Gangs recruiting Longford kids to carry out drug deals


Gangs recruiting Longford kids to carry out drug deals

Crime gangs living in one of Longford’s most troublesome anti-social behaviour blackspots are grooming children and young teenagers to carry out drug deals and incite anti-social behaviour in a bid to force law abiding local residents from their homes.

A certain cohort of youths are also being enlisted to start indiscriminate fires in green areas and derelict buildings to create an “environment of chaos” for gangs to operate in.

The revelations were ones which were delivered at a meeting of Longford Municipal District last week over ongoing fears linked to the greater Ardnacassa area.

Fine Gael Cllr John Browne raised the topic as he revealed how two fires had been reported in Cluain Ard on successive nights.

“The next thing you will have a house completely destroyed down there,” he warned.

But it was Independent Cllr Gerry Warnock who pointed the finger chiefly on the activities of one section of individuals in particular.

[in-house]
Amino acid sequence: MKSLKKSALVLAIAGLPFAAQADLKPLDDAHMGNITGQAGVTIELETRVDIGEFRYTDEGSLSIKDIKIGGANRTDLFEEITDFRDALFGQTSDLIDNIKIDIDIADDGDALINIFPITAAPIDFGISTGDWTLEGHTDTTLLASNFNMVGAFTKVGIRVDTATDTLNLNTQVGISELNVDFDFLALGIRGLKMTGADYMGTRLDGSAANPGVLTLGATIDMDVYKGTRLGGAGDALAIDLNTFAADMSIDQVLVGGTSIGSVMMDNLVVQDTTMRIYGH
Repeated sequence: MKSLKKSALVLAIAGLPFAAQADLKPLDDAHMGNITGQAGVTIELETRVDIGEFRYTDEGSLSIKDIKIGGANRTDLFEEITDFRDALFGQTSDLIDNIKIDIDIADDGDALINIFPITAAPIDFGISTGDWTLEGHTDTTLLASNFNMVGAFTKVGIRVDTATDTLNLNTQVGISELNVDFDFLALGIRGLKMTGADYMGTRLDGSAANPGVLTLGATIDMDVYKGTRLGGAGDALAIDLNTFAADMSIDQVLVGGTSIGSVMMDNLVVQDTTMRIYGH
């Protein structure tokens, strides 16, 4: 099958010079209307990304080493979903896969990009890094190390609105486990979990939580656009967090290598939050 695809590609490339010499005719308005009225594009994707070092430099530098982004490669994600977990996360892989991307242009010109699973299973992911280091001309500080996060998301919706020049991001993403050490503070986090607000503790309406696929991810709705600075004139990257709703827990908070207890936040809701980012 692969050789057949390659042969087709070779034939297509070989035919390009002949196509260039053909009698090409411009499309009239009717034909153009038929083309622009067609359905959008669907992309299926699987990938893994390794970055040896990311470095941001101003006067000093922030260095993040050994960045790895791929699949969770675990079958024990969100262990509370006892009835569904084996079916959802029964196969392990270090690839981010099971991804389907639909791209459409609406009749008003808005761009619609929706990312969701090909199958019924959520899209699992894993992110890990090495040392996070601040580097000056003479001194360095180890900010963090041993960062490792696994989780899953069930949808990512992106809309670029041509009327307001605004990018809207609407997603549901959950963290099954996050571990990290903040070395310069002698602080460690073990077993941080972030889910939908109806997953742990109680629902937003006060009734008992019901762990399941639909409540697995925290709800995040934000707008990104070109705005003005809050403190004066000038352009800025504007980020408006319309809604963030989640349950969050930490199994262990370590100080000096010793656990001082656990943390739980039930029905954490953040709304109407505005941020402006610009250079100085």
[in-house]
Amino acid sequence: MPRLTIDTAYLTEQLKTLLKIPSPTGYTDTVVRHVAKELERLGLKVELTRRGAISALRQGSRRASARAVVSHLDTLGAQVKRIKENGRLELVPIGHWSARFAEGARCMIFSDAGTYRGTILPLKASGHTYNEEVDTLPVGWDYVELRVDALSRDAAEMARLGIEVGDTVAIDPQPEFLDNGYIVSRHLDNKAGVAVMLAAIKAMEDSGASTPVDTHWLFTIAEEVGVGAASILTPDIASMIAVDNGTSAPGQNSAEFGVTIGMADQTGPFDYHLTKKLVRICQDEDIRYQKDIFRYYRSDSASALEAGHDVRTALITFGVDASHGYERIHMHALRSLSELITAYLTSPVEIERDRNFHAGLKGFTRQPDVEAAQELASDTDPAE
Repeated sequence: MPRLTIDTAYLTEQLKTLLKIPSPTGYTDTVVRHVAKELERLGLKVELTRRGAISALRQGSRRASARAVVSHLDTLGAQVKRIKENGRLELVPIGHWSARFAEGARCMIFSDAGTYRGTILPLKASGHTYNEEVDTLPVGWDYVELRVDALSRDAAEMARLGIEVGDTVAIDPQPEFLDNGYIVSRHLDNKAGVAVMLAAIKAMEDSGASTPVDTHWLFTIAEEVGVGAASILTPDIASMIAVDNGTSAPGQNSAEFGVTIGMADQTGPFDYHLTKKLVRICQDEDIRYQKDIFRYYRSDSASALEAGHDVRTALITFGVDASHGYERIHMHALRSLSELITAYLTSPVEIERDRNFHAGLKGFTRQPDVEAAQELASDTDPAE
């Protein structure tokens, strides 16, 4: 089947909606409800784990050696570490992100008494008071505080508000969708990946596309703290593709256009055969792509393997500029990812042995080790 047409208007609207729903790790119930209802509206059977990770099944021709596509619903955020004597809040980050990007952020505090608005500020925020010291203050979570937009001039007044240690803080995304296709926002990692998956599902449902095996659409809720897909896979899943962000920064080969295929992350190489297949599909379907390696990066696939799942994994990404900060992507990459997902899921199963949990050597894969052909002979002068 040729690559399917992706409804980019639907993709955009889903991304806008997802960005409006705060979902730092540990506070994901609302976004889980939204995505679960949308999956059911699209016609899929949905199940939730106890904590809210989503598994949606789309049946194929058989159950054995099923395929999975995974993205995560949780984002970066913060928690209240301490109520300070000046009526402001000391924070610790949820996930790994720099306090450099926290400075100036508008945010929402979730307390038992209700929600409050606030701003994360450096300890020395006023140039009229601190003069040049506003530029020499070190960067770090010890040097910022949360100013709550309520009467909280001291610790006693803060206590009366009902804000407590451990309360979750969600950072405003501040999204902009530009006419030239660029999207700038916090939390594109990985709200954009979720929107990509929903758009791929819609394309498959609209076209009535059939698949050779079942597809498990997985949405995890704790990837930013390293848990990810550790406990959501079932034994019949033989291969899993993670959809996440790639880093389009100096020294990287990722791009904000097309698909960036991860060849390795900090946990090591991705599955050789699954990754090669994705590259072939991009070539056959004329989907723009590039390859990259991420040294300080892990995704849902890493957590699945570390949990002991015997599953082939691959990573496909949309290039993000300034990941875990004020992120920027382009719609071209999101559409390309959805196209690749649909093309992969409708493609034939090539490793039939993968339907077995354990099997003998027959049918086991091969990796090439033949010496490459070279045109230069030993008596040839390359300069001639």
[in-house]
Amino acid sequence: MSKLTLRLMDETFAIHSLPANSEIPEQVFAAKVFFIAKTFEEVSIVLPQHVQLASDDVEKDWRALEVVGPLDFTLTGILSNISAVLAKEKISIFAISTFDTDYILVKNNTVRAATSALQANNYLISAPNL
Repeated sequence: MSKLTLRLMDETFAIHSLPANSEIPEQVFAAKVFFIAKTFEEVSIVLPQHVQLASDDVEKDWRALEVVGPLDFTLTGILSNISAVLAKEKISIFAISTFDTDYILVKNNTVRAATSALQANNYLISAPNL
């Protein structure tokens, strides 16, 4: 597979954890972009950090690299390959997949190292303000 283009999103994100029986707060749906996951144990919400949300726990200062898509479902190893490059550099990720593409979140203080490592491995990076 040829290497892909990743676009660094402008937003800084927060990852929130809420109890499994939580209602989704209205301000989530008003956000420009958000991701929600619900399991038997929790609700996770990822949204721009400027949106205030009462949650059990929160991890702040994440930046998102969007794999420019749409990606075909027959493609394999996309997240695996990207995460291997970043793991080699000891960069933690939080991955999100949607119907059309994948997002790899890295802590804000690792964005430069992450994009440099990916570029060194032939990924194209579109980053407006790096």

“We all know what the problems are up there,” he remarked.

“You have three or four families and let’s be honest they are members of the Travelling Community who are hiring these young guys who are responsible for the vast majority of the drug dealing.”

Cllr Warnock said there was anecdotal evidence both in Longford town and county to suggest gangs were employing youngsters to carry out their crime fuelled operations.

“They are hiring young fellas, vulnerable people to light these fires to intimidate decent people that’s living up there.

“They want an environment of chaos to operate in and the only way of solving that is by having a permanent garda presence in that area.”
As chairperson of Longford County Council’s Joint Policing Committee (JPC), Cllr Warnock renewed a previous proposal made for the Gardaí to examine the possibility of setting up a substation in the area.
One potential avenue to meet that demand was through the Council setting aside one of its own properties inside the estate for gardaí to set up base in.

He said this was the only way State agencies like the Council and gardaí would be able to “weed out” crime groups.
Fianna Fáil’s Seamus Butler endorsed those calls, saying an almost identical approach had been employed in Limerick to keep a lid on the city’s gangland culture.

“That is what they (gardaí) did in Limerick,” he said.
“They physically moved in and that is of a severity here in Longford which requires that commitment.”

Local councillors unanimously agreed to write to garda chiefs in a bid to hasten the setting up of a garda substation while also effecting a “more sustained” garda presence in the area.

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